"The point is," Enderby said, "that there are certain terrible urgencies." Lloyd Utterage guffaw-sneered in a way that Enderby could only think of as niggerish. It was in the act of the formulation of the term that he realised with great exactitude the impossibility of his position. There was no communication; he was too old-fashioned; he had always been too old-fashioned. "The urgencies are not political or racial or social. They're, so to speak, semantic. Only the poetical enquiry can discover what language really is. And all you're doing is letting yourselves be ensnared into the irrelevancies of the slogan on the one hand and sanctified sensation on the other." So. Identity? Unimportant. Sensation? Unimportant. What the hell was left? "The urgent task is the task of conservation. To hold the complex totality of linguistic meaning within a shape you can isolate from the dirty world."

"The complex what?" Ms. Hermsprong asked. The rest of them looked at him as if he were, which he probably was, mad.

"Never mind," Enderby said. "You can't fight. You'll never prevail against the big bastards of computerised organisations that are kindly letting you enjoy the illusion of freedom. The people who write poems, even bad ones, are not the people who are going to rule. Sooner or later you're all going to go to jail. You have to learn to be alone-no sex, not even any books. All you'll have is language, the great conserver, and poetry, the great isolate shaper. Stock your minds with language, for Christ's sake. Learn how to write what's memorable. No, not write-compose in your head. The time will come when you won't even be allowed a stub of pencil and the back of an envelope." He paused, looking down. He looked up at their pity and wonder and the black man's hatred. "Try," he said lamely, "heroic couplets."

The cannibal Arnold said: "How long will you be staying?"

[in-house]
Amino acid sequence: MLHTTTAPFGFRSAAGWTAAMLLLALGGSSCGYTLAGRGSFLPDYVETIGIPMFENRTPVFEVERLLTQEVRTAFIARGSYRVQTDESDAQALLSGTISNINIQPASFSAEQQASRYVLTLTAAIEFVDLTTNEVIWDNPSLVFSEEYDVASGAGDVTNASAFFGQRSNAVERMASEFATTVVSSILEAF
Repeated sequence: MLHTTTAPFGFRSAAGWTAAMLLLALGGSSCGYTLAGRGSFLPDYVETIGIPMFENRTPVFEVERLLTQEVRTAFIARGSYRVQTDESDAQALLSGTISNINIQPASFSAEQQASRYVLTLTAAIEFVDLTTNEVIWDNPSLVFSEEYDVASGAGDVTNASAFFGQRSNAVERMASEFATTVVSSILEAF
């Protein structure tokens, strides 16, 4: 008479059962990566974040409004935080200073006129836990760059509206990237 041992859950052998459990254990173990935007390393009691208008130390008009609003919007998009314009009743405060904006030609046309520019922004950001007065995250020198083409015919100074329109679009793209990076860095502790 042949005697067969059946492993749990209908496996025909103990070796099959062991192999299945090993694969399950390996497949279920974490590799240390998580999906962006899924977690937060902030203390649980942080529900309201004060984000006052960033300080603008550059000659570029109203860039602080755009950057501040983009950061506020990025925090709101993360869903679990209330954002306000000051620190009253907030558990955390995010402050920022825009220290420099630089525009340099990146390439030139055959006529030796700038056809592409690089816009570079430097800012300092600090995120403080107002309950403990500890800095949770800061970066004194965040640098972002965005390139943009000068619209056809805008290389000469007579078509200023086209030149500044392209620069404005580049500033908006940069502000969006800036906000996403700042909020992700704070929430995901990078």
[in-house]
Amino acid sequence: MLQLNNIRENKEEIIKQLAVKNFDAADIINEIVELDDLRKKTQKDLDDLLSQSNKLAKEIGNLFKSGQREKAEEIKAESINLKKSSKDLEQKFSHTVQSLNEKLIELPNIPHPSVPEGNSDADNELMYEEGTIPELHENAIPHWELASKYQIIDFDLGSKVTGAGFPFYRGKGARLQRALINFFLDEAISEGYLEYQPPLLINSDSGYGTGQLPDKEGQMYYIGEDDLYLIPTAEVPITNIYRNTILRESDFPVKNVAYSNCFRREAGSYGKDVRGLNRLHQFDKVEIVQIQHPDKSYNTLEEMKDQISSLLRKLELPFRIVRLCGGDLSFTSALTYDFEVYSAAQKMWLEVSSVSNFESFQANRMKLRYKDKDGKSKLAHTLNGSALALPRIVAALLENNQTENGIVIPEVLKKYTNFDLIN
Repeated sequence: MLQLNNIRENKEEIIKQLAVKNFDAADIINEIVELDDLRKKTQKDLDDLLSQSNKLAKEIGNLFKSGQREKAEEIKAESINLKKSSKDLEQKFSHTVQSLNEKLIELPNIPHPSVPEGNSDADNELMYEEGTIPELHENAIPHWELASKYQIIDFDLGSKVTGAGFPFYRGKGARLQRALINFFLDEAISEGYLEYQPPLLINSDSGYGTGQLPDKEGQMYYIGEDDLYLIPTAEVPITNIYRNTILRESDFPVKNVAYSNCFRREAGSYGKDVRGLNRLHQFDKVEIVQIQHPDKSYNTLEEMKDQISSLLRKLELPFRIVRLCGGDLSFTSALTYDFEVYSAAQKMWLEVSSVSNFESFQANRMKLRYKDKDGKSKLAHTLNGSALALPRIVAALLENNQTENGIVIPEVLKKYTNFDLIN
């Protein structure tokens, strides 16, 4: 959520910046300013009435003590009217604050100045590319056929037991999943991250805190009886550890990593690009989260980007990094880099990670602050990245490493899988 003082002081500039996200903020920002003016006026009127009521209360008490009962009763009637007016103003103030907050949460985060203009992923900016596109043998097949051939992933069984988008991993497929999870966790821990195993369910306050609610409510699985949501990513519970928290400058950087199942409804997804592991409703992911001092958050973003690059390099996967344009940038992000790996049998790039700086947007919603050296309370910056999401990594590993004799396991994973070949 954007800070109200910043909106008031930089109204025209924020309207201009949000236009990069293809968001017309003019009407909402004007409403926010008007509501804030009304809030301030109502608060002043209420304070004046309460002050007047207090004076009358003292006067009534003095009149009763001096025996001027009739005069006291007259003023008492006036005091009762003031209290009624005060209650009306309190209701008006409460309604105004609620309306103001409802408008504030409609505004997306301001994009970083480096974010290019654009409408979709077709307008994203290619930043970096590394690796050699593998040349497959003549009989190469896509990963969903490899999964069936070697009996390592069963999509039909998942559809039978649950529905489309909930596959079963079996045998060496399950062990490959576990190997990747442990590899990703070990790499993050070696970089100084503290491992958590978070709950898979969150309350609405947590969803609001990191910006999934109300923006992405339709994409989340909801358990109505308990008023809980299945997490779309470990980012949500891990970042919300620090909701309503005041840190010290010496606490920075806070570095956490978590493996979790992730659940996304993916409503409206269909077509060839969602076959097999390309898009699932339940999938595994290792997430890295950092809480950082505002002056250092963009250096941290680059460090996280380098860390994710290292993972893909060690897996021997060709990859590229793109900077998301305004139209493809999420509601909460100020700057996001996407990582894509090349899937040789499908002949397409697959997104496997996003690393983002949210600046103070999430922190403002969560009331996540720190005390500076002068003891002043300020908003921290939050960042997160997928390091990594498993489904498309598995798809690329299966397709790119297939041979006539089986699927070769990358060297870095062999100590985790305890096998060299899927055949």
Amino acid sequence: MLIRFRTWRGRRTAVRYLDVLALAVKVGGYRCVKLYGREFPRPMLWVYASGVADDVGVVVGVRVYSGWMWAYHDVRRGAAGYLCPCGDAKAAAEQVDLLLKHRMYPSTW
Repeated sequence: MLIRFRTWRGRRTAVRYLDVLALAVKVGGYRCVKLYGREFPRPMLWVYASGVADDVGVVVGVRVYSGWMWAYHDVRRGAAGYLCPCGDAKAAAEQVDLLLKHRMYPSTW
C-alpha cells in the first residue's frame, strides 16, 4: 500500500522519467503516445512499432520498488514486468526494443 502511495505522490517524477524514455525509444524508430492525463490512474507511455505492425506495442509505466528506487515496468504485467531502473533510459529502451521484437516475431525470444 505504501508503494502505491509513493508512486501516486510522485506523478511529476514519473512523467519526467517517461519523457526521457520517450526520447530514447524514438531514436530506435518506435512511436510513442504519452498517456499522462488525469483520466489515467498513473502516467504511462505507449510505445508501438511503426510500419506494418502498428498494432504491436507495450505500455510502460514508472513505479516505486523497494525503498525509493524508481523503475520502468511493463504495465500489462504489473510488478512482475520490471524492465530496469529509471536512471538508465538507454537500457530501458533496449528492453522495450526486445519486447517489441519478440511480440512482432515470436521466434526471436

Enderby grinned citrously. "Not much longer, I suppose. I'm not doing any good, am I?" Nobody said anything. Hamsun did a slow and not ungraceful shrug. Chuck Szymanowski said:

"You're defeatist. You're anti-life. You're not helping any. The time will come later for all this artsy-shmartsy crap. But it's not now."

"If it's not now," Enderby said, "it's not ever." He didn't trouble to get angry at the designation of high and neutral art as crap. "You can't split life into diachronic segments." He would write a letter of resignation when he got back to the apartment. No, he wouldn't even do that. Today was what? Friday the twenty-sixth. There would be a salary cheque for him on Monday. Grab that and go. He was, by God, after all, despite everything, free. Ms. Cooper or Krugman said, kindly it seemed:

"What's your idea of a good pome?"

"Well," Enderby said. "Perhaps this:

"Queen and huntress, chaste and fair,

Now the sun is gone to sleep,

Seated in thy silver chair,

State in wonted manner keep.

Hesperus entreats thy light,

Goddess excellently bright"

"Jesus," Lloyd Utterage said with awe. "Playing your little games, man." And then, blood mixed somewhere down there in his larynx: "You bastard. You misleading reactionary evil bastard."

THREE | The Clockwork Testament (Or: Enderby 's End) | c